As art lovers, we do a lot of thinking about what makes something beautiful or compelling to the eye. Today we are delighted to showcase two extraordinary museums, both of which are stunning to behold, but which rely on different sets of design principles to create an impactful experience for their visitors.
Nestled in the wooded hills outside of Philadelphia stands the former studio of Wharton Esherick (1887-1970), a pioneer of 20th-century design and craft. Best known for his woodworking, Esherick’s prolific body of work includes paintings, engravings, sculpture, furniture, and architecture. He constructed the central portion of his hand-built studio in 1926 and continued to expand it over the next 40 years, calling it “an autobiography in three dimensions.” Today, the studio is a registered National Historic Landmark for Architecture, and also houses the Wharton Esherick Museum.
The Esherick museum is much more than a collection of objects: every surface from floor to ceiling is charged with the artist’s presence. Personal objects and ephemera seem to burst from drawers and cabinets. Esherick’s remarkable creativity was influenced by a variety of thinkers and movements, including architect Frank Lloyd Wright, philosopher Rudolph Steiner, the Arts and Crafts movement, and German Expressionism. A common thread running through Esherick’s work is joyful exuberance, as evidenced by his personal motto: “If it isn’t fun, then it isn’t worth doing.”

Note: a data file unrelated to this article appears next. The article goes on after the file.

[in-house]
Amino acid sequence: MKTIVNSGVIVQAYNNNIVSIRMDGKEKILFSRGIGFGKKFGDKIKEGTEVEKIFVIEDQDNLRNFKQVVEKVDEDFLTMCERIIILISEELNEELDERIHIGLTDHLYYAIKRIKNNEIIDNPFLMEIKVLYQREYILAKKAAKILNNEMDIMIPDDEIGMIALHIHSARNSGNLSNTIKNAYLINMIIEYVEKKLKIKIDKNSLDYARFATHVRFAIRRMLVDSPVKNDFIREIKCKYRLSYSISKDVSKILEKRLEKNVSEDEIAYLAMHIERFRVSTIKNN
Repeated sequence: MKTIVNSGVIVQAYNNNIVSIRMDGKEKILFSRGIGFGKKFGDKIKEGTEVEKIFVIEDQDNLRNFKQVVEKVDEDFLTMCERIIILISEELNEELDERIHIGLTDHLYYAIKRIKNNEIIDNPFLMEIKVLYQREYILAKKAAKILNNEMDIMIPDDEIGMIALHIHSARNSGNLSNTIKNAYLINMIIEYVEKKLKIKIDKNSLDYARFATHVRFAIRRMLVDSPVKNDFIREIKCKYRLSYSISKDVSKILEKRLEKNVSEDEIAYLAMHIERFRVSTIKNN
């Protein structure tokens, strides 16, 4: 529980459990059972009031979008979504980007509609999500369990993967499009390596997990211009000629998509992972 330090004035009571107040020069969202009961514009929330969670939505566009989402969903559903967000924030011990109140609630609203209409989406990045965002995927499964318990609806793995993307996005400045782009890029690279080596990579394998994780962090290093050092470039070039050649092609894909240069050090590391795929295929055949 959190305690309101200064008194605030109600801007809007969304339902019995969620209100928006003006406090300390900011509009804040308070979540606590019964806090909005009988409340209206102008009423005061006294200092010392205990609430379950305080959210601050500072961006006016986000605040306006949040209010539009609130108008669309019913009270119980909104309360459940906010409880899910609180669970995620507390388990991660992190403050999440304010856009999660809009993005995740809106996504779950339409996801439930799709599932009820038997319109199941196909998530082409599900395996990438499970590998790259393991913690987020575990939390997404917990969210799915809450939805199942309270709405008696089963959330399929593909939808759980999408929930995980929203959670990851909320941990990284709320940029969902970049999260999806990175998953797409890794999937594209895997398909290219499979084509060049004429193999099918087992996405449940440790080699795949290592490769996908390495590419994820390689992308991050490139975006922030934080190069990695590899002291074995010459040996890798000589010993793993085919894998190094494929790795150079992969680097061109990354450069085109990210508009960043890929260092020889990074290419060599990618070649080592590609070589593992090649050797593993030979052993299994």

Part of the museum tour allows visitors to climb the narrow spiral staircase, which Esherick added to replace a set of straight stairs in 1930. A mastodon tusk discovered by a friend was added as a handrail in the late 1940s. Surprisingly, the staircase is not integral to the structure of the building, and was removed twice during the artist’s lifetime so it could be put on exhibition.
Flowing, organic shapes and forms are the hallmarks of the Esherick Museum, standing in stark contrast to our next museum destination.
The Museum of Islamic Art’s holdings encompass objects from three continents over the past one-and-a-half millennia. Their mission is to be “recognised as the centre of knowledge, dialogue and inspiration that illuminates the art of Islamic civilisations.” Renowned architect I. M. Pei has adorned the interior with patterns reminiscent of traditional Islamic geometry, yielding stunning results.
The museum’s interior is clad in contrasting textures of wood, stone, and glass. Many objects are displayed under dramatic lighting in shining vitrines. A number of creative display methods can be found during a virtual stroll, such as the ones below for censers and column capitals.
The Museum of Islamic Art’s virtual tour is exceptional—there are even opportunities to select 3D models of certain objects, allowing you to view them from all angles as if holding them in your hands.
The Wharton Esherick Museum and the Museum of Islamic Art exist in completely different spheres—humble versus grand, wood versus stone, organic forms versus precise geometry. But although different from each other, both museums are widely celebrated for their exceptional designs, which just goes to show that beauty can take many forms.